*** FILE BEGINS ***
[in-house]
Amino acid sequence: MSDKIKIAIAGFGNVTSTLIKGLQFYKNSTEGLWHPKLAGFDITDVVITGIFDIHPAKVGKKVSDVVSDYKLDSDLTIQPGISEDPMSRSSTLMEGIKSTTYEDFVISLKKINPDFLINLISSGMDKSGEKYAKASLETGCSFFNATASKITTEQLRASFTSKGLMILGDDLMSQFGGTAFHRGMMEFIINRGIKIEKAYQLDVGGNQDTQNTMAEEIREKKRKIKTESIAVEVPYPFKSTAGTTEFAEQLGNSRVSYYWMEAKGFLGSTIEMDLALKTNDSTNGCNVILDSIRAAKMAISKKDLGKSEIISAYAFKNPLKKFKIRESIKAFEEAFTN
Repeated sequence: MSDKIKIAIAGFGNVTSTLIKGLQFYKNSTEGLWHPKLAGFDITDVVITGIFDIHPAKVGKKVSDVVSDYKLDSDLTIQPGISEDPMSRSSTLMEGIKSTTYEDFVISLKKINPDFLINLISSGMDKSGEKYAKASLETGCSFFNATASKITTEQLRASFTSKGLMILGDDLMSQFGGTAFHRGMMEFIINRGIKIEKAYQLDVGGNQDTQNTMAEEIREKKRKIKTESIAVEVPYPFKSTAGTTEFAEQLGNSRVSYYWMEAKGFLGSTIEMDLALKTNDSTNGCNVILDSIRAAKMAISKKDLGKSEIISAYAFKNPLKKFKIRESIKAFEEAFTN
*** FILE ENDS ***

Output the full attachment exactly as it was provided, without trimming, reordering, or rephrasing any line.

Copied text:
[in-house]
Amino acid sequence: MSDKIKIAIAGFGNVTSTLIKGLQFYKNSTEGLWHPKLAGFDITDVVITGIFDIHPAKVGKKVSDVVSDYKLDSDLTIQPGISEDPMSRSSTLMEGIKSTTYEDFVISLKKINPDFLINLISSGMDKSGEKYAKASLETGCSFFNATASKITTEQLRASFTSKGLMILGDDLMSQFGGTAFHRGMMEFIINRGIKIEKAYQLDVGGNQDTQNTMAEEIREKKRKIKTESIAVEVPYPFKSTAGTTEFAEQLGNSRVSYYWMEAKGFLGSTIEMDLALKTNDSTNGCNVILDSIRAAKMAISKKDLGKSEIISAYAFKNPLKKFKIRESIKAFEEAFTN
Repeated sequence: MSDKIKIAIAGFGNVTSTLIKGLQFYKNSTEGLWHPKLAGFDITDVVITGIFDIHPAKVGKKVSDVVSDYKLDSDLTIQPGISEDPMSRSSTLMEGIKSTTYEDFVISLKKINPDFLINLISSGMDKSGEKYAKASLETGCSFFNATASKITTEQLRASFTSKGLMILGDDLMSQFGGTAFHRGMMEFIINRGIKIEKAYQLDVGGNQDTQNTMAEEIREKKRKIKTESIAVEVPYPFKSTAGTTEFAEQLGNSRVSYYWMEAKGFLGSTIEMDLALKTNDSTNGCNVILDSIRAAKMAISKKDLGKSEIISAYAFKNPLKKFKIRESIKAFEEAFTN